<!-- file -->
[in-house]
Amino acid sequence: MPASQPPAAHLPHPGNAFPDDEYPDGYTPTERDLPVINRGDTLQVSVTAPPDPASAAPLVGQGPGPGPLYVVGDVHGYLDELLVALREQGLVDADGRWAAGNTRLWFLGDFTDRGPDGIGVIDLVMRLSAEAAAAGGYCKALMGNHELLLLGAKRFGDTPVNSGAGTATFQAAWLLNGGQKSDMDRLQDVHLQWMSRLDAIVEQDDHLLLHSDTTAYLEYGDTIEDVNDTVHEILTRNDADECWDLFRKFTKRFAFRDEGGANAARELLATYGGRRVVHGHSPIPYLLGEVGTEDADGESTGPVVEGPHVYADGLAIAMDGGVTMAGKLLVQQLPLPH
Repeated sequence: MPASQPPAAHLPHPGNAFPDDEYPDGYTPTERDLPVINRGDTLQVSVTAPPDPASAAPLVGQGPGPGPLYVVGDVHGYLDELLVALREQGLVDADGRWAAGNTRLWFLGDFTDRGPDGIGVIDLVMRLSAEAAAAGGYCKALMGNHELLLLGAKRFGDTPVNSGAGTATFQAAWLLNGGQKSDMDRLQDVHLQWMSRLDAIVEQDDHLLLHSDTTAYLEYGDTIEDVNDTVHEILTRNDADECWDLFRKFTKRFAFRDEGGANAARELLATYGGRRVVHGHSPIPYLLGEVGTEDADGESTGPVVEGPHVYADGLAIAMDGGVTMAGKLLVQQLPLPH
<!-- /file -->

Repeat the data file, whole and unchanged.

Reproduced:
[in-house]
Amino acid sequence: MPASQPPAAHLPHPGNAFPDDEYPDGYTPTERDLPVINRGDTLQVSVTAPPDPASAAPLVGQGPGPGPLYVVGDVHGYLDELLVALREQGLVDADGRWAAGNTRLWFLGDFTDRGPDGIGVIDLVMRLSAEAAAAGGYCKALMGNHELLLLGAKRFGDTPVNSGAGTATFQAAWLLNGGQKSDMDRLQDVHLQWMSRLDAIVEQDDHLLLHSDTTAYLEYGDTIEDVNDTVHEILTRNDADECWDLFRKFTKRFAFRDEGGANAARELLATYGGRRVVHGHSPIPYLLGEVGTEDADGESTGPVVEGPHVYADGLAIAMDGGVTMAGKLLVQQLPLPH
Repeated sequence: MPASQPPAAHLPHPGNAFPDDEYPDGYTPTERDLPVINRGDTLQVSVTAPPDPASAAPLVGQGPGPGPLYVVGDVHGYLDELLVALREQGLVDADGRWAAGNTRLWFLGDFTDRGPDGIGVIDLVMRLSAEAAAAGGYCKALMGNHELLLLGAKRFGDTPVNSGAGTATFQAAWLLNGGQKSDMDRLQDVHLQWMSRLDAIVEQDDHLLLHSDTTAYLEYGDTIEDVNDTVHEILTRNDADECWDLFRKFTKRFAFRDEGGANAARELLATYGGRRVVHGHSPIPYLLGEVGTEDADGESTGPVVEGPHVYADGLAIAMDGGVTMAGKLLVQQLPLPH